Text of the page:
1st Edition

Clinical Psychoanalytic Case Studies with Complex Patients Watching Experience at Work

Edited By Anne Zachary Copyright 2024
    226 Pages 4 B/W Illustrations
    by Routledge

    226 Pages 4 B/W Illustrations
    by Routledge

    Clinical Psychoanalytic Case Studies with Complex Patients is a collection of key case studies that provides a rich resource of information and inspiration for clinicians working psychoanalytically with complex and disturbed patients in a range of contexts.

    The book is presented in six parts, each introduced with commentary that puts the material into context. It covers a range of topics including autism, violence and perversion, psychosomatics, hysteria, dementia, psychosis and assessment of gender dysphoria. Each chapter presents either a single case study or a selection of case vignettes, examines necessary context and presents additional detail about subsequent treatment. The depth and range of the cases presented provide key insight into and detailed consideration of risk assessment, safe settings and other important preliminary issues.

    Clinical Psychoanalytic Case Studies with Complex Patients will be of great interest to psychoanalysts in practice and in training, psychoanalytic psychotherapists and other clinicians seeking an introduction to psychoanalytic work.


    The essence of nurture

    Foreword by Bob Hinshelwood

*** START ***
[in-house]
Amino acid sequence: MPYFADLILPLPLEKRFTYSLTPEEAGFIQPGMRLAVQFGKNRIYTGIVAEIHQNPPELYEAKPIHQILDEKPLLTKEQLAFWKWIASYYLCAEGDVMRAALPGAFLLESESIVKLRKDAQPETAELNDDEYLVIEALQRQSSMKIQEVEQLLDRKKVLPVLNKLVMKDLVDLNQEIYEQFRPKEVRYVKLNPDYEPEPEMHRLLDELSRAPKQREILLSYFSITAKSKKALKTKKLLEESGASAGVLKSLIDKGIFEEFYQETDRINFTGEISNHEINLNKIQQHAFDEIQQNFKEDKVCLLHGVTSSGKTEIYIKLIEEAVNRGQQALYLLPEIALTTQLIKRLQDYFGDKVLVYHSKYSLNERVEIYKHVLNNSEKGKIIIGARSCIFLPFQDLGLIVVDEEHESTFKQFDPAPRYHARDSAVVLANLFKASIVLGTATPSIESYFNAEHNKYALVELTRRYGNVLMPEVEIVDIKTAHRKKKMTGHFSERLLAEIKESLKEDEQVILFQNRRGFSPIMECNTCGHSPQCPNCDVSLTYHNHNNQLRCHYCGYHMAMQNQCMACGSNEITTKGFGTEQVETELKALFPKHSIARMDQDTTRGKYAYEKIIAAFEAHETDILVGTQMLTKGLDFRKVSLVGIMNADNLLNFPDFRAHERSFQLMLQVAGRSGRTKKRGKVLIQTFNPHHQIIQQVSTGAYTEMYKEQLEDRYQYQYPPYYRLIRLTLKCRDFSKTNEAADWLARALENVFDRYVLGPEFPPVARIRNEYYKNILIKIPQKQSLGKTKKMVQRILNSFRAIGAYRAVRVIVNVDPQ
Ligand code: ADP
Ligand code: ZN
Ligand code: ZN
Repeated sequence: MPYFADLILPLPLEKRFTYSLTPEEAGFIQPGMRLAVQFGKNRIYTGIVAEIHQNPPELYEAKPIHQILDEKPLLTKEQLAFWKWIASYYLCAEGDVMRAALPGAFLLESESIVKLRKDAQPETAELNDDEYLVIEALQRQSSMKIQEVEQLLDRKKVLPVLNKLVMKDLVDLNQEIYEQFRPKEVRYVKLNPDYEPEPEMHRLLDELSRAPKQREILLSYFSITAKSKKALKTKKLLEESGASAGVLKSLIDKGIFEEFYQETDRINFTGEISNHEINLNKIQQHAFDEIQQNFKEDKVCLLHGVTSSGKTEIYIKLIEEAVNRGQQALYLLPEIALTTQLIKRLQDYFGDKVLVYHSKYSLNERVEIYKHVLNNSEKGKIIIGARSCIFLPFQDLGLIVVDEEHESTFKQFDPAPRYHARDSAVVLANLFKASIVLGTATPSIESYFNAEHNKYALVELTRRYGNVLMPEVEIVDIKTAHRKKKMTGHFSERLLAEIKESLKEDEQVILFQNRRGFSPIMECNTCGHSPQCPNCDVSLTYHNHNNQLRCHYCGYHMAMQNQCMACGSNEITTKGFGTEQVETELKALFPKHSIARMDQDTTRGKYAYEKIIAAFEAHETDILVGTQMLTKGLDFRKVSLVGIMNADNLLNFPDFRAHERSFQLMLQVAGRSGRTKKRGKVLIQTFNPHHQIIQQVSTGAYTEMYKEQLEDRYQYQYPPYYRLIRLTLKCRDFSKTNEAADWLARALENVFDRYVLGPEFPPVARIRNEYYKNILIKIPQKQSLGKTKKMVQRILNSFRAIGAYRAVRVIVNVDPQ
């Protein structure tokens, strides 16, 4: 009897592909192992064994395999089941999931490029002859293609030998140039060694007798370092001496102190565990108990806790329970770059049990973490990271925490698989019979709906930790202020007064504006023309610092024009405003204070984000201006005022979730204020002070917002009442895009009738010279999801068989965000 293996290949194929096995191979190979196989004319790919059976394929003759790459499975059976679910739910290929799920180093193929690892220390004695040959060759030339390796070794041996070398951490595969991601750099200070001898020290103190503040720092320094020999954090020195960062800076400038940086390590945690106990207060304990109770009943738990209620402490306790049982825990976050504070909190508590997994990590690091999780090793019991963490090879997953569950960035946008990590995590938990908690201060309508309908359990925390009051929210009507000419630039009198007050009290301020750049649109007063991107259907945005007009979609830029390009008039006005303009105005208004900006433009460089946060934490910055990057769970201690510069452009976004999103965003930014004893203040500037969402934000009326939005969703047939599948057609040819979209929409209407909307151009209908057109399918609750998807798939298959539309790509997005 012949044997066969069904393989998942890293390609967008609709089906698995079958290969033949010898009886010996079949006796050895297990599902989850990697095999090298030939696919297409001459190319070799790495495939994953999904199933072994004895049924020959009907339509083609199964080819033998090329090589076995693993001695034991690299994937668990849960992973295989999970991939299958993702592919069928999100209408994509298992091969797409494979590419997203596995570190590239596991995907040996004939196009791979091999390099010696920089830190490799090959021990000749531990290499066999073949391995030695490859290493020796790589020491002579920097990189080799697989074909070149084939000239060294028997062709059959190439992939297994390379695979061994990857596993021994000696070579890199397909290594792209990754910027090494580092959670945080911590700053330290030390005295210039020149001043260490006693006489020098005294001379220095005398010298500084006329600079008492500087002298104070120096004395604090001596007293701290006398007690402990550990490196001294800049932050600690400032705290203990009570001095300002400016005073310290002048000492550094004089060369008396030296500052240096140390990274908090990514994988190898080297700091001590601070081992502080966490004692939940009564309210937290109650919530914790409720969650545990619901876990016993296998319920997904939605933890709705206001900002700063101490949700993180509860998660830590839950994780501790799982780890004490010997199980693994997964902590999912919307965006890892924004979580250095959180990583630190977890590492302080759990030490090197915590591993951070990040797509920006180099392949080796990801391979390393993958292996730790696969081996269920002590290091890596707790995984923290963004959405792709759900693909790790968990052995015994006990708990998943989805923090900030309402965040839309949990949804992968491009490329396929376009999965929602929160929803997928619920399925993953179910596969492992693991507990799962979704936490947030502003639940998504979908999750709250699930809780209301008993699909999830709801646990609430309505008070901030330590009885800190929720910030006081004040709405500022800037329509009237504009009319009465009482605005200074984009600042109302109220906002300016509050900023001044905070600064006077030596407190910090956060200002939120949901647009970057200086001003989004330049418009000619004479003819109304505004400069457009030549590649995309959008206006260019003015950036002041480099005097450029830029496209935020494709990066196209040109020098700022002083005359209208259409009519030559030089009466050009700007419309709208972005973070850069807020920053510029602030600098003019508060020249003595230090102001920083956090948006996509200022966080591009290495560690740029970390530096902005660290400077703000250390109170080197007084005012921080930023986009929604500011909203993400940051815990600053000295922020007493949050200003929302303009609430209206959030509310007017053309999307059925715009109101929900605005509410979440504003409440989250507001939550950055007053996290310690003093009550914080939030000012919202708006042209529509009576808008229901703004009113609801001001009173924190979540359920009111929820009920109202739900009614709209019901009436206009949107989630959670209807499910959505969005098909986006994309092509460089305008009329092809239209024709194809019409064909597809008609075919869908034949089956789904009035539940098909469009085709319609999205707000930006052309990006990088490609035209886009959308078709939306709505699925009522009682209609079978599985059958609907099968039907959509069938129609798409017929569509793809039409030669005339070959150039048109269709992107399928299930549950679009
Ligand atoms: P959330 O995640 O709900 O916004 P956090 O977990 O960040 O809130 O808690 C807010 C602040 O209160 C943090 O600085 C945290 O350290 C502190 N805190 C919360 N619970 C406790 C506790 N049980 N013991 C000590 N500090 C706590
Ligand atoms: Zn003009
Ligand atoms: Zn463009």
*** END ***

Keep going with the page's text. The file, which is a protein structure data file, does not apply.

List of contributors

    Clinical psychoanalytic case studies with complex patients: watching experience at work

    Anne Zachary

    PART ONE Support

    Chapter One

    ‘I’m beyond caring’: a response to the Francis Report: the failure of social systems in healthcare to adequately support nurses and nursing in the clinical care of their patients

    Marcus Evans

    PART TWO Autism

    Chapter 2a

    Affections, words and plays in autistic children: discussion of Maria Rhode's clinical case

    Laurent Danon-Boileau

    Chapter 2b

    'Finding one’s feet': body, affect and identifications in a pre-autistic toddler learning to walk

    Maria Rhode

    Chapter 3

    Analysing Miss Daisy: a psychoanalytically informed treatment of an emerging adult autistic woman

    Alan Sugarman

    PART THREE Psychosomatics and hysteria

    Chapter 4

    Maternal lineage and transgenerational trauma: time and space in the psychoanalytic encounter

    Louise Gyler

    Chapter 5a

    Hysteria and mourning: a psychosomatic case

    Jonathan Sklar

    Chapter 5b

    Hysteria and mourning – a psychosomatic case: discussion of of Jonathan' Sklar's chapter

    Susan Loden

    PART FOUR Psychosis

    Chapter 6

    Psychoanalysis, psychosis and the family

    Brian Martindale

    PART FIVE Identity

    Chapter 7

    Finding space to think: technical problems of working with a cohort of trans identified young women 

    Marcus Evans

    Chapter 8a

    Dementia: prelude to Rachael Davenhill's clinical material from elderly patients

    Martin Rossor

    Chapter 8b

    Dynamics of dementia

    Rachael Davenhill

    PART SIX Perversion and violence

    Chapter 9

    A state of inbetweenness: the challenges of working with disavowal

    Stephen Blumenthal

    Chapter 10

    Aspects of the process of child analysis

    Angela Joyce

    Chapter 11

    Peter rabbit was a thief: a case with a background of violence and criminality